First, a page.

Professional Violinist Re-tools for a Lost Love – Baseball

Carol clapping while wearing a cap and t-shirt

Carol Laube
Master’s in Athletic Coaching Education

A career violinist, Carol Laube never planned to put down the bow. But when 35 years of playing professionally led to a debilitating nerve injury in her right arm and shoulder, Laube underwent months of physical therapy and had to reconsider her future as a musician.

“I knew that I loved teaching and ‘coaching’ my violin students, and I wanted to do something I loved as much as music—and that was baseball,” says Laube, who today is an assistant baseball coach at Galena High School in Reno, Nevada.

Hoping to coach the sport she loved, she began looking for an athletic coaching education program and chose Ball State University’s because other schools did not require an internship. Laube needed real experience.

Given a new base of knowledge

“Not having an athletic background where my degrees are concerned, it has given me a wonderful base of knowledge to draw from on a variety of subjects from motor function to marketing,” says Laube, who earned violin performance degrees from Rice University, DePaul University, and the University of Nevada, Reno.

Her musical résumé includes a three-year tour of the U.S. and Asia with the Mantovani Orchestra and six years with the Lawrence Welk Show in Branson, Missouri.

Laube added a master’s degree in athletic coaching education to her violin performance degrees in the summer of 2018. Because she has continued to work as associate concertmaster in the Reno Philharmonic and principal second in the Reno Chamber Orchestra, the program’s online format was ideal for her schedule.

Because she also conducts two youth orchestras and teaches students in her own private studio, she appreciated the fact that assignments, exams, and professors were accessible at all hours.

Class projects were “useful”

Laube says she benefited from uncompromising course work that encompassed aspects of coaching on and off the field, including marketing and administration.

“I enjoyed the rigor of the classes—and I liked the discipline that online study brings,” she says.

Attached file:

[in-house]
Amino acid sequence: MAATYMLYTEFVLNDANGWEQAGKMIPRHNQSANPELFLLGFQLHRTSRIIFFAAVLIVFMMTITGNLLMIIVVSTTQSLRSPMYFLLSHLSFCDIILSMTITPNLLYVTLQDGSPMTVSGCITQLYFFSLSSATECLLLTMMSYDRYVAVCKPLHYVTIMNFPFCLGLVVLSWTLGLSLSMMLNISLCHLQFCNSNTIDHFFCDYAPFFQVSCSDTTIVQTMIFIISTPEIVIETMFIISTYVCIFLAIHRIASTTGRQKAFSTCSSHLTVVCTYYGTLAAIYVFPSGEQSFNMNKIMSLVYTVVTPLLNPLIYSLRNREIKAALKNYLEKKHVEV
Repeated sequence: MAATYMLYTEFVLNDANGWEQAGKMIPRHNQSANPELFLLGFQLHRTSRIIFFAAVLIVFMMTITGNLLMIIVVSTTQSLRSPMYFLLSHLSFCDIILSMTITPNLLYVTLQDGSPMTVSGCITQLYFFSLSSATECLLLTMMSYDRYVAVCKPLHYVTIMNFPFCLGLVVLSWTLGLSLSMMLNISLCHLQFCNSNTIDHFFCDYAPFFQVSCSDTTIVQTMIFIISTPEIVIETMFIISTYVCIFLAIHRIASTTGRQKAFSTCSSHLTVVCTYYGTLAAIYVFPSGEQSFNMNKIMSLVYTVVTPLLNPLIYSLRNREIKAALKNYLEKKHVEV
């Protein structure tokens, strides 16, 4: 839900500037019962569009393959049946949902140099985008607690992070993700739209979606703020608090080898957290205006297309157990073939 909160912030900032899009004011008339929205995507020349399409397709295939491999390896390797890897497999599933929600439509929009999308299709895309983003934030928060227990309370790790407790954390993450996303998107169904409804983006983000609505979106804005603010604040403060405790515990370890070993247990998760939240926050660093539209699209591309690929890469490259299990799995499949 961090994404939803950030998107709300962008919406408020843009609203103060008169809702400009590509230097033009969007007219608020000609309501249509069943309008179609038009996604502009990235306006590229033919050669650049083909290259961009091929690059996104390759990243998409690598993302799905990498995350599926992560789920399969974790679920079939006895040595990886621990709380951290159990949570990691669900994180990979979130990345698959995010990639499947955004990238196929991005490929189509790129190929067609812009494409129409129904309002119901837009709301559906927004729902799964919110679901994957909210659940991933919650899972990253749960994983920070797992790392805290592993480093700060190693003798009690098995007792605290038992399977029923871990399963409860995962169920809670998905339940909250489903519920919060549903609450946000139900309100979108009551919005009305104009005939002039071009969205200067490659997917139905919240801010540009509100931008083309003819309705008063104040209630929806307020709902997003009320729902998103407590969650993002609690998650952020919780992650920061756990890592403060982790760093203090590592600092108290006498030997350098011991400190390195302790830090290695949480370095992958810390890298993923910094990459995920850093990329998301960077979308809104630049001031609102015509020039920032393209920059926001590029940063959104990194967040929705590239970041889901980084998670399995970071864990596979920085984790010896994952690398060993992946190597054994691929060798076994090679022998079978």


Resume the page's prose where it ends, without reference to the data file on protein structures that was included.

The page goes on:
Assigned projects, such as writing an annual plan for baseball, drafting a personal coaching philosophy, and designing a baseball strength and conditioning program “have been incredibly useful,” says Laube.

In her current position, she coaches Galena High School’s outfielders. “I particularly enjoy creating great defenders that back one another up and manage themselves mentally during the game,” she says. “Coaching allows me to immerse myself in the details, the ‘little things’ that change good players into great players and good teams into great teams.”

Inspired by Coach Dad

Laube calls her dad her first “coach.” In 1950, Don Laube hitchhiked 45 miles away, to and from a major league tryout, three days in a row. As a 17-year-old, he was signed to a minor league contract with the St. Louis Browns.

All the same, his daughter is a lifetime Chicago Cubs fan, having grown up just outside of Chicago. “Though I left baseball behind as a kid, it was never far from my heart – ever,” she claims.

Laube hopes to eventually coach at a community college. “My long-term goal is to coach at a Division II university—and beyond.”

Wrigley Field, maybe?

Drummond pursues passion for putting students on a career path

As a workplace specialist teacher and program director for a certified nurse’s aide (C.N.A.) program, Tiffanney Drummond found her passion in helping high schoolers identify pathways to their chosen careers. So working toward a director of career and technical education (CTE) license, and doing it online, was a natural next step for Drummond to gain the skills and knowledge needed to work with all members—families, faculty, and students—involved in the search process.

“Drummond was recently recognized by Fort Wayne Business Weekly as Administrator of the Year.”

Q: Please talk about your work as the director of career and technical education.

A: I often tell my students I am not a native to education. I’m a former nurse who was inspired to pursue teaching because of the passion of my husband, a former principal. I saw the love he had for his students and his school, and I was drawn to administration because of the difference he made in the lives of his students, his staff, and his community every day. We [Huntington County Community School Corporation and the Learning Center] see ourselves as a one-stop shop for students of all ages. We offer high school vocational programs, adult college courses, adult basic education, and are home to WorkOne in Huntington County.

Q: How has your licensure from Ball State been a factor in your success?